What is intriguing about this story is the way that Wal-mart, the largest company in the history of the world, according to Charles Fishman in his recent book The Wal-Mart Effect, is fundamentally changing the topology of the marketplace. The story of the gallon jar of Vlasic pickles is a case in point.
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As Fishman relates the story, the Wal-mart pickle buyer wanted to make a ‘statement’ with pickles. Vlasic agreed to sell Wal-Mart a one gallon jar of pickles that they could sell at $2.97. Accustomed to buying considerably smaller jars of similarly priced specialty pickles at the supermarket, Wal-Mart shoppers began buying the gallon jars at a rate of 200,000 per week. Continue reading Wal-Mart and the Vlasic Pickles
“Mass Customization is the ability of a company to meet each customer’s requirements-to prepare on a mass basis individually designed products, services, programs, and communications.”(Keller & Kotler 2006) Examples of mass customization include shoes and clothing made to size, custom blended cosmetics, and choose-your-own-topping pizza. This differs from the more traditional practice of providing product features that certain groups of customers seem to be asking for. In the more traditional approach features are included in some portion of a mass production run. In the mass customization approach a menu of potential features is offered and the customer can choose from that menu. The end product is the sum of standard and individually selected features. This might be specially sized clothing, different sized shoes for each foot, or a front door in blue with brushed nickel hardware. Continue reading Batman’s Utility Belt: Open Source meets Mass Customization
I was recently paging through Everett Rogers’ classic “Diffusion of Innovations, 5th Edition” (Everett M. Rogers, Everett Rogers) when I bumped smack into the following passage:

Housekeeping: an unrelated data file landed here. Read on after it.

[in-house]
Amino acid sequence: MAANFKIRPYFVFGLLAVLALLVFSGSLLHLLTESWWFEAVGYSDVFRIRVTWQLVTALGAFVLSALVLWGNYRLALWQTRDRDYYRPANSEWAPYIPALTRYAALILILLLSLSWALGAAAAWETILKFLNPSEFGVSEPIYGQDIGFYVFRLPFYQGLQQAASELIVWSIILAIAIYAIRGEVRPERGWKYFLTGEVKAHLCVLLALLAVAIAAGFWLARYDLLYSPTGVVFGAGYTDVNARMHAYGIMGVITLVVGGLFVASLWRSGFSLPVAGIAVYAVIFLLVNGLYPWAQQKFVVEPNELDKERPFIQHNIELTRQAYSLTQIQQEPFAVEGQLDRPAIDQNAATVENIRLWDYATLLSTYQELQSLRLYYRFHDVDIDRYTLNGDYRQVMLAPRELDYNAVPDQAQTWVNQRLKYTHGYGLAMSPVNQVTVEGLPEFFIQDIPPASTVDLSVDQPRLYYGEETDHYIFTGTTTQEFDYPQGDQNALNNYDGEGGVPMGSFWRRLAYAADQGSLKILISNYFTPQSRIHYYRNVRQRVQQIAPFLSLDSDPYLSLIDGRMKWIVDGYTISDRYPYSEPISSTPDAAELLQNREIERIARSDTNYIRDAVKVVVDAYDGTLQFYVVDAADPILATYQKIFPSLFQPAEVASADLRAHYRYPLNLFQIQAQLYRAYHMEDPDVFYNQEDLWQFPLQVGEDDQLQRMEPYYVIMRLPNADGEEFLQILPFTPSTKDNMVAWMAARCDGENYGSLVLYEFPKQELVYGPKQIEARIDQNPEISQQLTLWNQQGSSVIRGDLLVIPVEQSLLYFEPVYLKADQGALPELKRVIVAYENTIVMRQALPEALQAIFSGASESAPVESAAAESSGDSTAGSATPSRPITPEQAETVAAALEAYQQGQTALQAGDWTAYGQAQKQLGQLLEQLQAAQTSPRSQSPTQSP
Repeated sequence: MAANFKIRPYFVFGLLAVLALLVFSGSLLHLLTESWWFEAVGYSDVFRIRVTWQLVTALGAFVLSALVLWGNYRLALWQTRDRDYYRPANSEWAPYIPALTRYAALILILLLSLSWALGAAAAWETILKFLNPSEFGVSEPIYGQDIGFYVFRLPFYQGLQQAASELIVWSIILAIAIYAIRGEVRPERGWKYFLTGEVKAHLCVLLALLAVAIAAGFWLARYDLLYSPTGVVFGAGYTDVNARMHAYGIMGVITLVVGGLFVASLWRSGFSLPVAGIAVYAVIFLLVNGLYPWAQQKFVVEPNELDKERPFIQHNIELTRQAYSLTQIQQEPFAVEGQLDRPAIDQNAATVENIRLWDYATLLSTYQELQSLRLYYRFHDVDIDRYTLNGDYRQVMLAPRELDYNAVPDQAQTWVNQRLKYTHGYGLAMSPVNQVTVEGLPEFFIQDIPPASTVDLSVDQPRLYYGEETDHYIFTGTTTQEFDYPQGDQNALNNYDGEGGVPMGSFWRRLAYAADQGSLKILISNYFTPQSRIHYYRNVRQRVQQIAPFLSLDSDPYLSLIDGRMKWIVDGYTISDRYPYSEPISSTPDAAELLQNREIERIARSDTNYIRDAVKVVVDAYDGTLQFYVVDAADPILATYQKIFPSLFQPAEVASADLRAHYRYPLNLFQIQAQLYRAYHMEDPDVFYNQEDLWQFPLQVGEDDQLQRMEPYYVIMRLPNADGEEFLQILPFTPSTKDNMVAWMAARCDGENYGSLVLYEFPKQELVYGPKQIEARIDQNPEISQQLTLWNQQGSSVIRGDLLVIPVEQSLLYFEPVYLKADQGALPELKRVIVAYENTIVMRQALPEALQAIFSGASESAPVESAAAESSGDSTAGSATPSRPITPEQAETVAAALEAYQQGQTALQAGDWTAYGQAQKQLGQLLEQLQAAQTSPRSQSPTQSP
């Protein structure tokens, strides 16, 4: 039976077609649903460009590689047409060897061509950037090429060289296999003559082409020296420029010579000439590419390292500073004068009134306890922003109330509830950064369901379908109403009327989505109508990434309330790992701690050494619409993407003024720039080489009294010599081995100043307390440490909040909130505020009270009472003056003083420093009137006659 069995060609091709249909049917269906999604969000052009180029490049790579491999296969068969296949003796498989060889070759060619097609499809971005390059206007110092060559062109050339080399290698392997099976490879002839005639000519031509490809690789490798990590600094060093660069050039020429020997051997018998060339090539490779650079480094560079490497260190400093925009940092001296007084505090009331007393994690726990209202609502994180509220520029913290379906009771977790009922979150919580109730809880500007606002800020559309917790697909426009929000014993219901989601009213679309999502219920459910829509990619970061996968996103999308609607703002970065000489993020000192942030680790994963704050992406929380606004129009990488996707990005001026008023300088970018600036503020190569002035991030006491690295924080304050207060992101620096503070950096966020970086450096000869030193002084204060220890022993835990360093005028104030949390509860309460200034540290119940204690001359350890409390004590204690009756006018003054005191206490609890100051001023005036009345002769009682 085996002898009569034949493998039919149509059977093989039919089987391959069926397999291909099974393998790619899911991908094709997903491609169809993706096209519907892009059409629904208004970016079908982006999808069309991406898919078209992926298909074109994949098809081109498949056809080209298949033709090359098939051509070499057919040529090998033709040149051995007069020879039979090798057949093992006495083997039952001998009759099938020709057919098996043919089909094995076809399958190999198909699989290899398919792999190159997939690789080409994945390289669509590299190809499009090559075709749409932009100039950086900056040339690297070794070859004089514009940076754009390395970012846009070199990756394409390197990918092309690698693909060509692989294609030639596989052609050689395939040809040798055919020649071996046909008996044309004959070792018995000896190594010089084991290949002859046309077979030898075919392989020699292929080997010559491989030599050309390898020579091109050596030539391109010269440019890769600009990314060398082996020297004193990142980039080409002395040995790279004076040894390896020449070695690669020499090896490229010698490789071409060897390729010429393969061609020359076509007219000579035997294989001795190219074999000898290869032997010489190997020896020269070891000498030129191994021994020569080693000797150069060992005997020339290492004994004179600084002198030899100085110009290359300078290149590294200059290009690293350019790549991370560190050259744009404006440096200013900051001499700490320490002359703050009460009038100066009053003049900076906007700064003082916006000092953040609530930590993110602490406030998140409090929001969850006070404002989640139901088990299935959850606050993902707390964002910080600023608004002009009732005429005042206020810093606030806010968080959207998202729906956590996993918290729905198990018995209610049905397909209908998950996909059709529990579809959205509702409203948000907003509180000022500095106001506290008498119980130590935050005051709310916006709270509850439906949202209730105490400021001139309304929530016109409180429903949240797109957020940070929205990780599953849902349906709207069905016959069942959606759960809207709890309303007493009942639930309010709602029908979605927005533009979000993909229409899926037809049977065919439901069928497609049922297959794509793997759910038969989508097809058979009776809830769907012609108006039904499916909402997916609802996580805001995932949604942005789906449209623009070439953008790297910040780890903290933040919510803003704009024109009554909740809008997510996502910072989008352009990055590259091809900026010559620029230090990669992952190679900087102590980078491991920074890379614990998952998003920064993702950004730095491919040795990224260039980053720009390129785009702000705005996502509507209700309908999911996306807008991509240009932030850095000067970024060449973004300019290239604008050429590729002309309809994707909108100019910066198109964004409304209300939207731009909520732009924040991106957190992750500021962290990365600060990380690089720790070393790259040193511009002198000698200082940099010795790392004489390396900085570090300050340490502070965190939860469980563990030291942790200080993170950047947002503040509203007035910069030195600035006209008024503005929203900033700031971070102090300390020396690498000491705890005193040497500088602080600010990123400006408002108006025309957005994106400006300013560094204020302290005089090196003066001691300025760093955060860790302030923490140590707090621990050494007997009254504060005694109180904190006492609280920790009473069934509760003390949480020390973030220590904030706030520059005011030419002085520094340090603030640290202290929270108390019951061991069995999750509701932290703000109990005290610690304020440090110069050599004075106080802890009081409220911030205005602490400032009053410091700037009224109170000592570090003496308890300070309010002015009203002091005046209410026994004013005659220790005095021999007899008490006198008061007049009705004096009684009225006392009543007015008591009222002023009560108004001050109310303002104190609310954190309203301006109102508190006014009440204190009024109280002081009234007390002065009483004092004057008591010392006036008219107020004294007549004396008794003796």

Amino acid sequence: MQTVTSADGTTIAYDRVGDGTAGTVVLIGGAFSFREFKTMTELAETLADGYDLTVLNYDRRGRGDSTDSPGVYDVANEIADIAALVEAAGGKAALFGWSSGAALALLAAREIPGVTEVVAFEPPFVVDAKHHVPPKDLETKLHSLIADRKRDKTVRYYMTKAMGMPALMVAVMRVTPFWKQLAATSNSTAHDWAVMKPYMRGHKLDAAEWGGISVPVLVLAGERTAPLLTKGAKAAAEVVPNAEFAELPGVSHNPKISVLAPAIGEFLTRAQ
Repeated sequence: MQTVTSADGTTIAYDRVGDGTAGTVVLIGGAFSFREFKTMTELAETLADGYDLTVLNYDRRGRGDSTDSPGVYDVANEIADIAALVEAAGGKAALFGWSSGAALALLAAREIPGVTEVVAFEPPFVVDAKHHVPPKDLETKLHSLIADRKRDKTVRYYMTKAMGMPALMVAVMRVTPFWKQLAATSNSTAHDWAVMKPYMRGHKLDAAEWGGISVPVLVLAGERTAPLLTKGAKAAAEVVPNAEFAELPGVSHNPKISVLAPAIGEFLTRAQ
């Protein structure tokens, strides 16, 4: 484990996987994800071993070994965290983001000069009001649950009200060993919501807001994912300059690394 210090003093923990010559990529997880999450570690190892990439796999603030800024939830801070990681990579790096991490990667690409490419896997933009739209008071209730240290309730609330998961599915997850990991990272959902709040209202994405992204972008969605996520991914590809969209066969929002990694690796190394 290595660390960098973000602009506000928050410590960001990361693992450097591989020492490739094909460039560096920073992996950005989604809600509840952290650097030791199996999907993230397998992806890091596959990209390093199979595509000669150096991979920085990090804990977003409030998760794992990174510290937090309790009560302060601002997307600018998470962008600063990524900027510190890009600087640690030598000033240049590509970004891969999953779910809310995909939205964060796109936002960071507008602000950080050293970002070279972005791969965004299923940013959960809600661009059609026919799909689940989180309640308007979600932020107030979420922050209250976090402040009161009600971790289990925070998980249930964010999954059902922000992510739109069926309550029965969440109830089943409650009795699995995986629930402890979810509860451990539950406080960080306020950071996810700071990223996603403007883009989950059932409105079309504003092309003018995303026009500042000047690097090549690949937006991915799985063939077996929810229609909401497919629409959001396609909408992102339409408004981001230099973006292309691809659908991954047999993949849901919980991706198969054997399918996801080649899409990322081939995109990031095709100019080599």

“Marketing” has a negative connotation in some academic circles because the term is narrowly construed as synonymous with manipulating human purchasing behavior for commercial advantage. Undoubtedly, marketing may sometimes seek to sell products to people who do not really want them, like refrigerators to Eskimos.
Ouch! For those of us “in marketing” this ungenerous characterization is particularly painful because “marketing” is narrowly construed this way not only within academic circles but in the general public as well, although I have more often heard people assert that marketers find ice cubes to be the Eskimos’ product of choice.
I would submit that one of the reasons that the concept of “marketing” is so maligned stems from the incorporation of an “ing” in its name. In the first sentence of the quote it seems that Rogers uses “marketing” as a verb. Let’s alter this first sentence slightly and replace “marketing” with “managing”.
“Managing” has a negative connotation in some academic circles because the term is narrowly construed as synonymous with manipulating human work behavior for commercial advantage.
Continue reading Marketing: Victim of Its Own “ing”?
When you come across a product or technology that you might be interested in do you ask yourself;
Have enough people tested this product so that I can feel confident that it will work?
Or do you ask;
Have I missed the boat on this product?
If you’re worried you might be “too early” you’re, more than likely, not an early adopter. If you worry about being “too late” you probably have early adopter tendencies.